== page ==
First Person TM_DIY_SOUTHERN_FI_001

Up South

Curing culinary homesickness in a Northern kitchen


“Do y’all have good food up there?” That is the question I most often get asked when I go back to my hometown of Memphis, Tennessee. They don’t know how I survive in the North without barbeque, fried veggies, or a million different kinds of cornbread. And because it’s often the case that Southerners stay right where they are — in the South — surviving without these and many other foods just seems impossible.

In short, the answer to that first question is “yes.” My first real Philly cheesesteak was almost a religious experience, and scrapple is on my list of things to try when I’m in a more adventurous mood. But there are some cravings that only the good ole South can cure.

When I first arrived in Philadelphia, I found a food truck that boasted Southern favorites like collard greens and ham. I wasn’t hungry at the time, but vowed to return so that I could get my Southern food fix. When I went back the next day it was gone, and I hadn’t thought to memorize the name of the truck. To this day, I still have not found it.

As far as restaurants go, a few of them boast that they have good barbeque. Some even list it as “Memphis-style” on the menu. This is always a lie, so never let it fool you. The only eateries that serve Memphis-style barbeque are in Memphis. I find that the meat lacks that slow-smoked flavor, and the sauce is all sweet and no spice. Order cornbread and you’re in for a dry, crumbly mess. I ordered fried okra once, only to be presented with some sort of okra mush. Fried means crispy!



Fed up with my restaurant search, I began a new quest: to recreate my favorite dishes from home myself — but I ran into some obstacles. I was originally going to prepare fried green tomatoes but, after scouring several grocery stores and a farmers’ market in the area, I came away empty-handed. I also encountered some difficulties in finding okra. I finally found a bag of frozen okra, but I would have really liked it fresh. I found Luzianne brand tea – the true Southern brand – totally by accident. I had searched and searched for the brand, but had resigned myself to another kind, when I spotted a box of Luzianne on the floor, underneath a display of bread a few aisles over. It was still sealed so I snatched it up. Everything else was fairly easy to come by.

What the South does remarkably well is take normally nutritious foods and turn them into an artery-clogging (but delicious) dish. We love frying our vegetables. How else are we supposed to choke them down? Certainly not sautéed. If you do that, they might still taste like vegetables. Wouldn’t you rather your vegetables taste buttery, breaded and crispy?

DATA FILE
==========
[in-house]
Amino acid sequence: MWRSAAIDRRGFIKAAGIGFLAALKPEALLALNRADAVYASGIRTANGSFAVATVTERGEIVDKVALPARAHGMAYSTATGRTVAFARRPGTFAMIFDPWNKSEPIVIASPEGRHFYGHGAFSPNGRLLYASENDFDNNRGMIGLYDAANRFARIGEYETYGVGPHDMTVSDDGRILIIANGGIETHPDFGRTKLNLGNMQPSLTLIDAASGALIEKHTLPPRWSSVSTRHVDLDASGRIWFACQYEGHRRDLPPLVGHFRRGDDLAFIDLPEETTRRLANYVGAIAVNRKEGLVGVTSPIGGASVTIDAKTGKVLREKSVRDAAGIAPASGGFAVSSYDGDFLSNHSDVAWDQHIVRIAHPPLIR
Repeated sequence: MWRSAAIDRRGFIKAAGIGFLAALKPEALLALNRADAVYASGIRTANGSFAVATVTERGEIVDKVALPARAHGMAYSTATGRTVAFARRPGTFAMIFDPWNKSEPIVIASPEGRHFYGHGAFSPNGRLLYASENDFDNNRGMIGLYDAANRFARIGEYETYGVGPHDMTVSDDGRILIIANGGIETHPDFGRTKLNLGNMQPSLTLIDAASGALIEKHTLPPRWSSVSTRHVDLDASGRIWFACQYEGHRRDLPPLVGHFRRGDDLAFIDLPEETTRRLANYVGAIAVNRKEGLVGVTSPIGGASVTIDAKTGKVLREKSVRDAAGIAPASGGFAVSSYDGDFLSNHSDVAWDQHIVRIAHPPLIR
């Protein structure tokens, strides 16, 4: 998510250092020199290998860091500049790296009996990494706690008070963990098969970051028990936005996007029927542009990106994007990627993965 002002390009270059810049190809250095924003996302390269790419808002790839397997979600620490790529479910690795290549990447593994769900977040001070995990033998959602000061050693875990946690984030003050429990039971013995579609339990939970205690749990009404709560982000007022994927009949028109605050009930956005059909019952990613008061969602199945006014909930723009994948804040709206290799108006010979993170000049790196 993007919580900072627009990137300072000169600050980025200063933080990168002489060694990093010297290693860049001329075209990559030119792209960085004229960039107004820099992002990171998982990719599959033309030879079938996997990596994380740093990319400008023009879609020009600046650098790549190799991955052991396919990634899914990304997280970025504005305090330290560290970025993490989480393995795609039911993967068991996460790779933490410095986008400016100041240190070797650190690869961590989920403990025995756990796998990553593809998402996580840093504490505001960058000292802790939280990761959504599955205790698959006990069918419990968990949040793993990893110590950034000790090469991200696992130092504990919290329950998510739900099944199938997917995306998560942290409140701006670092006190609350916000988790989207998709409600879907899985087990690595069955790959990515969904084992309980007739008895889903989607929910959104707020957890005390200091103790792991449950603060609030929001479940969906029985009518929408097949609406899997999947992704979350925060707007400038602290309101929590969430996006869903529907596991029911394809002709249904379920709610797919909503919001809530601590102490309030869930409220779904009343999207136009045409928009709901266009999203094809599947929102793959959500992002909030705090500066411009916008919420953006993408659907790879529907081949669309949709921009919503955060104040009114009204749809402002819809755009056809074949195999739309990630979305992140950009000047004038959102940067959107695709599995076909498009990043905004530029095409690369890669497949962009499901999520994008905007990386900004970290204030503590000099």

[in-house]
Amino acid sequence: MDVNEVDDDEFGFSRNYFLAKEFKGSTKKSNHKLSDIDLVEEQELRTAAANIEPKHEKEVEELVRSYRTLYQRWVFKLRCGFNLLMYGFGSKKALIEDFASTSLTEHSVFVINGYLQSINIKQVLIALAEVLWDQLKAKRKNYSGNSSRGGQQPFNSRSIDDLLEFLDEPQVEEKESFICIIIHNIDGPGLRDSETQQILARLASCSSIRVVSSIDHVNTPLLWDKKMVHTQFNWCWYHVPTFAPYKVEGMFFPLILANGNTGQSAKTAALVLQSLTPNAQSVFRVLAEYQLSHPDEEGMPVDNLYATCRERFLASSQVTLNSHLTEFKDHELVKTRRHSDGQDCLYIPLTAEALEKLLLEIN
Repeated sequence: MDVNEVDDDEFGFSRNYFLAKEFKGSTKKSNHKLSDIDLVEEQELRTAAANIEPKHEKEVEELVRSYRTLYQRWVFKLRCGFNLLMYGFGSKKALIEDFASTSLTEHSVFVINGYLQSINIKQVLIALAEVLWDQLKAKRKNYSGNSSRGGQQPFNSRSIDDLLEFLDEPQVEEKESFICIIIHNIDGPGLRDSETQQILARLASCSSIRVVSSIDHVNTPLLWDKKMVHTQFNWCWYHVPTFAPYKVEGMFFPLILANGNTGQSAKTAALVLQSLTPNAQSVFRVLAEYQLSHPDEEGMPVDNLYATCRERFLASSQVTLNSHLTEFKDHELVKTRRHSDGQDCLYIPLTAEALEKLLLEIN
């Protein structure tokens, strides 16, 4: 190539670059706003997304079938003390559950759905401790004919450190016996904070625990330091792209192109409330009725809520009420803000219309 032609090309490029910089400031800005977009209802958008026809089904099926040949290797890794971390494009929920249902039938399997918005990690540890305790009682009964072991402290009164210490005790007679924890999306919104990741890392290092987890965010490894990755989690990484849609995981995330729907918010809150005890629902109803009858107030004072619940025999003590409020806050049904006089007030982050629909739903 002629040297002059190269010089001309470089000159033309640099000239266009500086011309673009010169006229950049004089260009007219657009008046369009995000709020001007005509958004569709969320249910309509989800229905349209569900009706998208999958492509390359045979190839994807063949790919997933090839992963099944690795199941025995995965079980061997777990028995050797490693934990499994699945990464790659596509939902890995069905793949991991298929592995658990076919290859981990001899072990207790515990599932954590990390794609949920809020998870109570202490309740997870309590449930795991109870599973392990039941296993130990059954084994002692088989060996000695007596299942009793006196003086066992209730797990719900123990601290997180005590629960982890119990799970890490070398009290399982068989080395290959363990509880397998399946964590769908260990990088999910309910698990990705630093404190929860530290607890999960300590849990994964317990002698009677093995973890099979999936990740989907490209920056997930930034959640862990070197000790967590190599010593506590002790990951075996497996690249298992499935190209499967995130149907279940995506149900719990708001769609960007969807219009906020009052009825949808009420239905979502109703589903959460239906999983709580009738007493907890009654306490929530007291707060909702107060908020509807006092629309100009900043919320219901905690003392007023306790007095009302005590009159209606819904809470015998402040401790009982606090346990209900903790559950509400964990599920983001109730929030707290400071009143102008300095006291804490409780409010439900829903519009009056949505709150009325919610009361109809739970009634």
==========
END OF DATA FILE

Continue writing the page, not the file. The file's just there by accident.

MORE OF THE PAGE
And if you think you’re going to get any better meat than meat you cook in bacon grease, you’ve got another thing coming. As a bonus, your entire house will smell like bacon for at least a day. You may never have to buy an air freshener again.

Keeping in mind the fact that my home state of Tennessee is morbidly obese, there just isn’t anything better than down home cookin‘. In my quest for properly prepared Southern classics, I embarked on my own culinary adventure. These recipes can be slimmed down for those of you who would rather keep it healthy, but remember: It’s not authentic if it’s not bad for you. Consider these concoctions a treat, and think fondly of your Southern neighbors. For a truly Southern experience, locate a screen porch and eat there.

Shrimp and Grits


My dad used to make me grits for breakfast when I was a little kid. We got the Quaker packets that you could heat up in the microwave in 2 minutes. These came in excellent flavors like butter, cheddar cheese, and bacon. My personal favorite was the cheddar flavor. I first had shrimp and grits on a trip to New Orleans with my family. If there is any place to go for shrimp and grits, it’s Nawlins (South-speak for the Big Easy). This was especially exciting because my mom hates grits and all things that hail from the sea, and on this trip, I got to eat both. At the same time! They were cheddar grits, just like my beloved Quaker packets at home, and the shrimp were blackened to perfection. I never had them again. They’re available on most Southern menus, but I always took the option for granted. Now that I’ve come to the Northeast, I’ve found their disappearance from menus disturbing, and it makes me want the dish that much more.


1 cup grits
2 cups shredded sharp cheddar
1 pound shrimp, peeled and deveined
6 slices bacon
3 tablespoons butter
4 cups water


Bring water to boil and add salt and pepper. Add grits and reduce heat to medium. Cook until water is absorbed, taking care not to dry the grits out, 20 to 25 minutes. Remove from heat and stir in butter and cheese. Cheese may take a while to incorporate completely. Add it a bit at a time to make this easier.